Reframing Climate Change – What Works Best
Our goal here at ecoAmerica is to find the best ways to engage Americans on climate issues. One of the approaches we advocate is to frame climate issues in new ways that grab people’s attention and strike a chord. But does it work? This Vox article seems to say no – but only at first.
The article mentions a study that tested people’s willingness to support climate action based on four different frames: risk reduction (the traditional frame), economic advantages, health benefits, and community building. The non-standard frames did not increase the likelihood of support.
Our own research (and many other studies) has found those non-standard frames to resonate. But a combination of messages might be more effective than a stand-alone frame. For example, once people are aware of the health impacts of climate change, they’re more likely to see the health benefits of solutions. And when people understand the potential costs of climate impacts like extreme weather, they’re more likely to appreciate the economic advantages of fighting climate change.
The author goes on to say that climate frames can be effective if they a) resonate with people’s existing worldviews, b) come from a trusted source, and c) are repeated often enough to break through the clutter. As it happens, those are the very approaches we endorse.
Climate solutions are more likely to be embraced if they are framed in terms that align with people’s personal values and concerns (talking to conservatives about national security, for example, or to parents about ensuring a healthy future for their children, or to communities of color about reducing asthma-causing pollution). Climate messages should be delivered by someone the audience respects and trusts, which is why our MomentUs programs help empower leaders from various sectors to advocate for climate action within their communities.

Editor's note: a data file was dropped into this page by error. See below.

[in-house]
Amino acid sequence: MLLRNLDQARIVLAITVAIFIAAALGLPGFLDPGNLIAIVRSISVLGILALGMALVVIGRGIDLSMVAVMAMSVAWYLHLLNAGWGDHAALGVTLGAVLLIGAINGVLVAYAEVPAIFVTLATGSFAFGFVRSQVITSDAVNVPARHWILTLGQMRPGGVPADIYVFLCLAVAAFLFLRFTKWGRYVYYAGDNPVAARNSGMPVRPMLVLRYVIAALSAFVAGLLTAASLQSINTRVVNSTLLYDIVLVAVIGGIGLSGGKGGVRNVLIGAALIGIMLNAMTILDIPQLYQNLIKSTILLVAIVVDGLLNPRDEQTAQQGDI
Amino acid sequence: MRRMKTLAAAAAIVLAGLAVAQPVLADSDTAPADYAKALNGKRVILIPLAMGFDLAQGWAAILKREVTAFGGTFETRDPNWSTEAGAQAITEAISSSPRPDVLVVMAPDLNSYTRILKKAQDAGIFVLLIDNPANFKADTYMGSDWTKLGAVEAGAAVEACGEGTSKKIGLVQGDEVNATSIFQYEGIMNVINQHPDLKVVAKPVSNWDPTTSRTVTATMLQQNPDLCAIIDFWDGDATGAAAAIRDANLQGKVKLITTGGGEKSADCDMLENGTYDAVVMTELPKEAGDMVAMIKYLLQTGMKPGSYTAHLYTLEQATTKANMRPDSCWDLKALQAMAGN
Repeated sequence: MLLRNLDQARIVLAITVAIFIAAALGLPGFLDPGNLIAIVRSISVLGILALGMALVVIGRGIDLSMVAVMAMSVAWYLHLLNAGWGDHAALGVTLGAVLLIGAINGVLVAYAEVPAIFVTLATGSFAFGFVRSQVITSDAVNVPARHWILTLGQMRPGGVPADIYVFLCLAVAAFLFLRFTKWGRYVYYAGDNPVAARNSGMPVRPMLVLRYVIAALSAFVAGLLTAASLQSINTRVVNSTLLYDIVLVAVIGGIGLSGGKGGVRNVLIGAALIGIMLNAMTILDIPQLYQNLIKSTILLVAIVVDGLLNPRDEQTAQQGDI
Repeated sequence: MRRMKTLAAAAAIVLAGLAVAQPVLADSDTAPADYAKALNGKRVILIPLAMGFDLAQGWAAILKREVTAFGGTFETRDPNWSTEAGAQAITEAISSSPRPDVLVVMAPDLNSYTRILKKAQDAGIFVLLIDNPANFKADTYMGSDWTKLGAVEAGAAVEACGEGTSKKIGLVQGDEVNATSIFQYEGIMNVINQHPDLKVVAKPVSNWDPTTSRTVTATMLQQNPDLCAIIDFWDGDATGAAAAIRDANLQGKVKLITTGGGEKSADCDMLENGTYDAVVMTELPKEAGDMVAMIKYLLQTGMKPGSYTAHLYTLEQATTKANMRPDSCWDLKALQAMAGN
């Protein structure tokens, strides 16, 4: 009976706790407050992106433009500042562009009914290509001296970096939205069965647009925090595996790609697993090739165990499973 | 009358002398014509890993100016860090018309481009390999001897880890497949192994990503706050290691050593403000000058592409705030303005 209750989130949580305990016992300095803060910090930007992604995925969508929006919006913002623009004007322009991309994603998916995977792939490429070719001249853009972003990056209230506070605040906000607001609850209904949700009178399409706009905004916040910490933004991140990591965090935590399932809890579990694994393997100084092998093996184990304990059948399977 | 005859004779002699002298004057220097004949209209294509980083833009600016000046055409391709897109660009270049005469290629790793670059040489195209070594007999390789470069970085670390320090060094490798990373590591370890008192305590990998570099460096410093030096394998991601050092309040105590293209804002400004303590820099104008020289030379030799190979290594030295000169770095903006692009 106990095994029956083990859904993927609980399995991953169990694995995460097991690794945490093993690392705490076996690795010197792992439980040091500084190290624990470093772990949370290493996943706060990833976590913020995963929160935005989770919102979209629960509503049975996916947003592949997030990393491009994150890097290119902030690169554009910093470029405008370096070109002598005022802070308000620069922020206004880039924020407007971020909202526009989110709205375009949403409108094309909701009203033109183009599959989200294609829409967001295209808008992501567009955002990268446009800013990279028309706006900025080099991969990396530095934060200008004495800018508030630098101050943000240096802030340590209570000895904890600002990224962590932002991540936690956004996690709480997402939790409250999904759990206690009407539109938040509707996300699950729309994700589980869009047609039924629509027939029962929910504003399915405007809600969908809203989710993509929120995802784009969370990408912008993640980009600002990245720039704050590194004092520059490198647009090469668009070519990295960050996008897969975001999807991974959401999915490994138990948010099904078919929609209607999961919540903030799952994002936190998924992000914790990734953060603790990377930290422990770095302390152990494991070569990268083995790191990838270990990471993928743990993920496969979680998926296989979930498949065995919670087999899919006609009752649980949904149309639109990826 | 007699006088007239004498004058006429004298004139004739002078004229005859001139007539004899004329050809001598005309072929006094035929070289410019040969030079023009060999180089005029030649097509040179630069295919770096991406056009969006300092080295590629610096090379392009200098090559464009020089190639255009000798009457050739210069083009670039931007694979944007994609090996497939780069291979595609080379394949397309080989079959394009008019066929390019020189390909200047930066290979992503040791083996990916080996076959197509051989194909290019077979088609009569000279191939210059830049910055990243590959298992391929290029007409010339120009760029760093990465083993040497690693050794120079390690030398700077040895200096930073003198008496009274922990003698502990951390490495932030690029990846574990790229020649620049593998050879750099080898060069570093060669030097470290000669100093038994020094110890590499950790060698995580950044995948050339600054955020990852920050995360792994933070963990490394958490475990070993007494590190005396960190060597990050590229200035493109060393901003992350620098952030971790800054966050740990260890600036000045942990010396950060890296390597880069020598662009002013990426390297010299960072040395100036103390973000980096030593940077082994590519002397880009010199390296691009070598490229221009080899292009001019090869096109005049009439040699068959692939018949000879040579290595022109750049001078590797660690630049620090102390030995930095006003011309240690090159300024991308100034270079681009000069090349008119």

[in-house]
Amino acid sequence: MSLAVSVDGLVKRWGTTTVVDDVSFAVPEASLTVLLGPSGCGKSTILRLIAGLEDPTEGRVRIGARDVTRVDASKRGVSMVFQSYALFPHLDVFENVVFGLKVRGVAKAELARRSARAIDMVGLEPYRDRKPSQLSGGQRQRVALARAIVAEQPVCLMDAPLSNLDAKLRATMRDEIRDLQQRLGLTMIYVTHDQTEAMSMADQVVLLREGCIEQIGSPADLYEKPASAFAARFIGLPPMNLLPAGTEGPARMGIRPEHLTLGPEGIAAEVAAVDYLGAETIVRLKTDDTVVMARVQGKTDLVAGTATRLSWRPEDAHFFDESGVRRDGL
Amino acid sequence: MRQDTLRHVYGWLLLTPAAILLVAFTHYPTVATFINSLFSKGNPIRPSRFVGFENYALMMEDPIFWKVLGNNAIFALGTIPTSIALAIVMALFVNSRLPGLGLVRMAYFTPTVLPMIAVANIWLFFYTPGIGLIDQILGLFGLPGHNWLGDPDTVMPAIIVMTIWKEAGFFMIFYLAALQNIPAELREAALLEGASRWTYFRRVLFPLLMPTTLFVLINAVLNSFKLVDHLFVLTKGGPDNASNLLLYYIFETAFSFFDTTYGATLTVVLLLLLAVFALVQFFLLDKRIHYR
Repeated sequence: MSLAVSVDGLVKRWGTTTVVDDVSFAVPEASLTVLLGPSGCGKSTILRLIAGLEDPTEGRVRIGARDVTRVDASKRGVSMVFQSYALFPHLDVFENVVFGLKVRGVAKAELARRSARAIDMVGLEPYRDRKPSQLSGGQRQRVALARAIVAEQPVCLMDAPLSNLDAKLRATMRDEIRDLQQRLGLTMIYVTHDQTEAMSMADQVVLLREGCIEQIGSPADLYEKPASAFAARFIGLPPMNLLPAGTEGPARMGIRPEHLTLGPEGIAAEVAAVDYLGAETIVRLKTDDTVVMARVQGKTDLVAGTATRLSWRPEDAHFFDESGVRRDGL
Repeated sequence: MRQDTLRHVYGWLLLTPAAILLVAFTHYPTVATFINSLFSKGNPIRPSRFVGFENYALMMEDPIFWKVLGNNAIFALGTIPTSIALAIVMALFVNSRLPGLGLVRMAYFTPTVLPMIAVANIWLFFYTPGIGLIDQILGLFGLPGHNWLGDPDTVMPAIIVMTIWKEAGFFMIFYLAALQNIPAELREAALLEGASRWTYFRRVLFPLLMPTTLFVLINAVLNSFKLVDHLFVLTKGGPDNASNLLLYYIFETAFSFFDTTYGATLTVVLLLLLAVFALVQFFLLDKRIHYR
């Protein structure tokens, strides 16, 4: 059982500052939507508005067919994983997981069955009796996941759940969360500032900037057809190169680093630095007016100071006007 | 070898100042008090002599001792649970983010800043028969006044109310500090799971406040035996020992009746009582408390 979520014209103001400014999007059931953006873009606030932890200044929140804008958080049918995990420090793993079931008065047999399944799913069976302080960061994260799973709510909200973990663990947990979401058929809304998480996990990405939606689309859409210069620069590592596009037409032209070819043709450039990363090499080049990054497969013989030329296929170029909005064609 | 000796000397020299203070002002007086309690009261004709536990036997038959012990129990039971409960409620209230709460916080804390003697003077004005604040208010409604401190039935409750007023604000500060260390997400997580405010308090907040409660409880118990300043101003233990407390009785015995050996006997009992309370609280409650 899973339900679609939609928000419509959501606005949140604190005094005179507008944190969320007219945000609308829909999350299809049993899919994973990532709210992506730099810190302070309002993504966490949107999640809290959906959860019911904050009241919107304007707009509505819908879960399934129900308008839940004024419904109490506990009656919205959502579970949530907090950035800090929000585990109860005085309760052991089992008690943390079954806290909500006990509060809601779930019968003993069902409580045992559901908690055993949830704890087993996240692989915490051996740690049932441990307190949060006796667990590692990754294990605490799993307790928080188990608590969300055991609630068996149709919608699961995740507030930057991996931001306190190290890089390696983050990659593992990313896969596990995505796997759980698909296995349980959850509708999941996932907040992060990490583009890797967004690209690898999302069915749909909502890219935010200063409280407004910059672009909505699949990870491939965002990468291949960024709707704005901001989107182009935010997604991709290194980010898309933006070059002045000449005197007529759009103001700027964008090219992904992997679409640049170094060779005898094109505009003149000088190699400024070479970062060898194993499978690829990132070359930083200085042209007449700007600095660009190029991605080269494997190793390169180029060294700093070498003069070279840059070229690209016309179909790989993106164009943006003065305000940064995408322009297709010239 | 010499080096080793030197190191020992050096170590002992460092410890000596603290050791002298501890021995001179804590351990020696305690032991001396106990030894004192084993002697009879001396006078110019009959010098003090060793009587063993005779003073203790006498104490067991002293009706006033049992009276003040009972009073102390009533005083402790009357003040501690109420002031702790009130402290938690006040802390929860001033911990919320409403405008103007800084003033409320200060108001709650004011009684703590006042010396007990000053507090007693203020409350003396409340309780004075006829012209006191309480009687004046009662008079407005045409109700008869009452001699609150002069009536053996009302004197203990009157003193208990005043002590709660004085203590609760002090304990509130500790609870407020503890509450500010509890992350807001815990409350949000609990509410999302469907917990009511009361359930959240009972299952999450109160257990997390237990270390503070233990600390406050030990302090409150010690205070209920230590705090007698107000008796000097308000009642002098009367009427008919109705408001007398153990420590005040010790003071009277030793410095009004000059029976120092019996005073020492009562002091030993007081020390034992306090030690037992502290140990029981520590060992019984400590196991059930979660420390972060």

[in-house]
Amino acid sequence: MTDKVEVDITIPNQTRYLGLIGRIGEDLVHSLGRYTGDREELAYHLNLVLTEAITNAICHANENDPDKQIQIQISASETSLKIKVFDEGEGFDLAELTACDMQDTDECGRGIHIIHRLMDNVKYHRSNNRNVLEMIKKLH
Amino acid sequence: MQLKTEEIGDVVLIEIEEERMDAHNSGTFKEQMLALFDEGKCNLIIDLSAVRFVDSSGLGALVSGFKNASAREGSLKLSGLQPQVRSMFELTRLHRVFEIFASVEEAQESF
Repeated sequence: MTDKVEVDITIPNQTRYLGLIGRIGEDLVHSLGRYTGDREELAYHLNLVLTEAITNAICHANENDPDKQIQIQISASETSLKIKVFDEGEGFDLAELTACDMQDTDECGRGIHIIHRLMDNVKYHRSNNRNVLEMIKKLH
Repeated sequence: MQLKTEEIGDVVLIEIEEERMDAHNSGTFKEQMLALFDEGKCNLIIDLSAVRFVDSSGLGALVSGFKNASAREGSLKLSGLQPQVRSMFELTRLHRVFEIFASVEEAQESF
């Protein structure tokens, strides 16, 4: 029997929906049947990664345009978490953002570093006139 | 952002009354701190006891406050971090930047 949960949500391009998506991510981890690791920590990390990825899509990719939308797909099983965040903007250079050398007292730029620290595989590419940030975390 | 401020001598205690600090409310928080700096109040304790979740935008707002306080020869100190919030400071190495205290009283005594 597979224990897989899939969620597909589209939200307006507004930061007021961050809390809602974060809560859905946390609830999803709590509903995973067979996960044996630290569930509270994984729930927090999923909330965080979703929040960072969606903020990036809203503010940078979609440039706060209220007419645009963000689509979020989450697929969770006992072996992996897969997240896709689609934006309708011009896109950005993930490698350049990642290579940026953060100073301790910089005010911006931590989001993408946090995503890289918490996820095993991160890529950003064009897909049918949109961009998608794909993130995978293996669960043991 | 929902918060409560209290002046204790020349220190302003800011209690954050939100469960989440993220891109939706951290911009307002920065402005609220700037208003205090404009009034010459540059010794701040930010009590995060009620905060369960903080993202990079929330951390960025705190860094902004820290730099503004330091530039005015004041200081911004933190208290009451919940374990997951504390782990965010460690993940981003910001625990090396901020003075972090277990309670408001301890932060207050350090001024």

Would a single, large-scale climate message be effective at motivating the majority of Americans? Maybe not. But multiple efforts by leaders around the country, with messages targeted specifically to their audiences, could have a very big impact.
By David Roberts, contributor to Vox
The danger of climate change does not arouse much public passion, certainly nothing like what the facts would warrant. This drives climate campaigners crazy. Always has.
So how to get people’s attention? One strategy might be to talk about climate change differently — to “frame” it differently, in the current jargon.
Over the years, climate scientists, campaigners, and policymakers have returned to this strategy (or, rather, this hope) again and again. And again.
The alternate framings are familiar by now: global warming as an economic opportunity, a way to spur technological innovation, a national security threat, a way of reducing local pollutants, a religious or moral imperative.
These other ways of describing climate change are more visceral than long-term, slow-moving, incremental risk (zzz…). It seems like they ought to be more effective in getting people to pay attention and support action.
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